Recently, we got a chance to truly look at the magic behind the film productions through the craft of propmaking thanks to Chelsea Mainwaring, who spent eight months as a prop assistant in The Hobbit studios in New Zealand while the production of the trilogy was gaining full swing back in 2011.
“Working on The Hobbit was one of the best, and also the hardest, experiences in my life,” she told The Undercurrent.
“Apart from geeking out 24-7 and figuring out how to make these complicated things, there was the pressure to get the work out on time. If not—or not done perfectly—then the scene would not get shot.”
Having no previous experience in welding, The Hobbit was a good head start for a Vancouver jeweler, as she told us in an interview.
“The Hobbit was my first film to work on. I was in prop making (my ID was Prop Making Assistant). I was a jeweler and artist first, and got this into work when I was traveling in New Zealand. Of course, I knew The Hobbit was being filmed when I went there and was dreaming to get work on it. Lucky enough, I did! I have been a Tolkien fan for most of my life, starting with reading The Hobbit when I was very young, then rekindled when I saw The Lord Of The Rings.”
Middle-earth News Reporter, Anastasia Green: Tell us just a little bit about New Zealand–how did you like the environment?
Chelsea Mainwaring: I absolutely love New Zealand, from the friendly people, layed back culture, to the fantastic scenery! It kind of felt like home (BC Canada) but as if it had fallen into prehistoric times. There were the strangest creatures only known in NZ, like the Tuatara lizard, to giant ferns and palms that inhabit the entire land including colder regions.
A.G.: How did you like working with The Hobbit crew and Peter Jackson as a head master of it all? Was there anything special about your screw?
C.M.: Our crew was great! I am so lucky to have met such talented and lovely people that I know will be friends for a lifetime. The most hardworking and determined individuals I have ever met. I learned more from them then I could have ever imagined. Ha-ha, there was no time to learn slowly!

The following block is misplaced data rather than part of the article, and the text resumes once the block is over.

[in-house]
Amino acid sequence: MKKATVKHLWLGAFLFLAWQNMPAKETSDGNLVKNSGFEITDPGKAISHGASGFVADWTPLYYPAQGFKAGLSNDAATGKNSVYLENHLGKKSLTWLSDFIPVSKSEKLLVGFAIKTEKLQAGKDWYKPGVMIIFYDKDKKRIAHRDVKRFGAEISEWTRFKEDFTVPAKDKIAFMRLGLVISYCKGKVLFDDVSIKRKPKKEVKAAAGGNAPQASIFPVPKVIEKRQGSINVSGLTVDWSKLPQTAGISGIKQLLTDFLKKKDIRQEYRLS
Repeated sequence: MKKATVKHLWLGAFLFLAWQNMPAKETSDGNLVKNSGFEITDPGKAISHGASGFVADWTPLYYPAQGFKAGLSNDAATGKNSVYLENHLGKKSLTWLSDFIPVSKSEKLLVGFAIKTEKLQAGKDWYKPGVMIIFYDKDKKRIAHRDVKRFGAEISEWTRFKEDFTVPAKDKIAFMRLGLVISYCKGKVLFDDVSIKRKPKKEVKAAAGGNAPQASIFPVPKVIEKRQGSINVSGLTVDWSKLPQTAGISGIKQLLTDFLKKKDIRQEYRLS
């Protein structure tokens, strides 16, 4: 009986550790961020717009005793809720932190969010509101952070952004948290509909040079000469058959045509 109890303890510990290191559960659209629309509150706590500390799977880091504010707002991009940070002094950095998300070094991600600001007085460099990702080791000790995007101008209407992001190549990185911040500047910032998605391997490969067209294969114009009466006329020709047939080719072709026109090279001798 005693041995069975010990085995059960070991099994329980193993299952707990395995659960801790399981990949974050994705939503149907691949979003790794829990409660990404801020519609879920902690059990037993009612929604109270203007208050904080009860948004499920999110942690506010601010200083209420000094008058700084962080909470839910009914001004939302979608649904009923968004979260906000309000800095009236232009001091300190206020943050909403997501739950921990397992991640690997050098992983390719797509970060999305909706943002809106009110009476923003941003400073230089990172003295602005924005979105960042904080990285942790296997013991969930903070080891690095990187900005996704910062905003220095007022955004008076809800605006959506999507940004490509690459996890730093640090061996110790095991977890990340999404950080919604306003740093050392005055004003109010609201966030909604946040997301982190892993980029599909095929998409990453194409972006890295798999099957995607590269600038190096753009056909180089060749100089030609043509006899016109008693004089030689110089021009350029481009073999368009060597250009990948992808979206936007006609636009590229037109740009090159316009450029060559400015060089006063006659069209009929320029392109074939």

Most days were spent at the props making studio away from the filming studio, so I did not have much interaction with Peter or that department. Though, when I had time off, I could watch the filming and admire from the sidelines!
A.G.: What are, if any, some of the cons to your job?
C.M: The pros and cons seem to go hand in hand. I learn the most under pressure and dive right into projects that I might not otherwise take on. The stress level can be very, very high, but the end results are definitely worth it… like when in the theatre and able to see all the wonderful things in all their glory!
A.G.: What is your favorite object of your own making?
C.M.: Favorite object… that is a hard one to say. There were various things I loved making for different reasons. The tools for Bard were so much fun since I have never made or known how to make giant steel wick cutters. There were the beautiful eleven keys I crafted from wax into pewter and an ornate drinking flask for Thorin Oakenshield. Then there were some things I found wonderful at first until I had to then make hundreds of them, such as the silvery saddle buckles for Shadowfax, Gandalf’s horse.
Chelsea is also hoping to bring some of her experience to good use in the magic that is currently happening in Ireland, where HBO is working on the production of the new season of Game Of Thrones. Being altogether very excited and full of hope about “another fantastic realm of imagination and creativity,” Chelsea says she is determined “to show what I am capable of and hopefully get someone inspired with my work.”
“I would like to think that ‘art’ is a refection of the spirit, a tangle of emotion, a small spark from within, that eventually ignites into something far beyond the realm of words and reality,” says Chelsea on her official website packed with awesome drawings and designs. After having the opportunity to work in a film industry, we wanted to check in with her take on this very special form of art and its value.
“‘Art’ has many facets to it,” she begins. “And to inspire, it can be still, moving, colorful, grim, or lighthearted. Filmmaking turns the imagination that began with an idea into reality and can also speak to those who do not have time to think up these wondrous ideas on their own. It can ‘rekindle’ that magic in life when it seems nothing else can. It may just be a spark, but that is all it takes. Books, of course, do the same thing, as well as a walk in the woods or a stroll by the misty sea, but not everyone has an interest or the ability for these wonders. Film seems to speak to most people; it is visual and abrupt and a great escape into a new world!”
In between the long travels and exciting adventures at her prop jobs, not to mention running a jewelry store back in the lands of British Columbia, it is back at home that Chelsea finds most inspiration.
“It’s really the peacefulness and raw beauty of this place that allows time for the imagination to ignite. Finding that gnarled root or walking between those spindled spider leg-like cedars definitely enhances inspiration. The mountains, the ocean, the forests—this place is a hidden gem. I hope it stays that way. At the end of the day in the city, there is nothing more relieving than getting on the ferry. It’s like entering a completely different realm.”
It was an absolute delight, Chelsea, and we appreciate you making some time to talk with us withing your busy schedule. We wish you further success at the realms of GOT!
For more information about Chelsea Mainwaring and her amazing designs, visit chelseamaindesign.squarespace.com.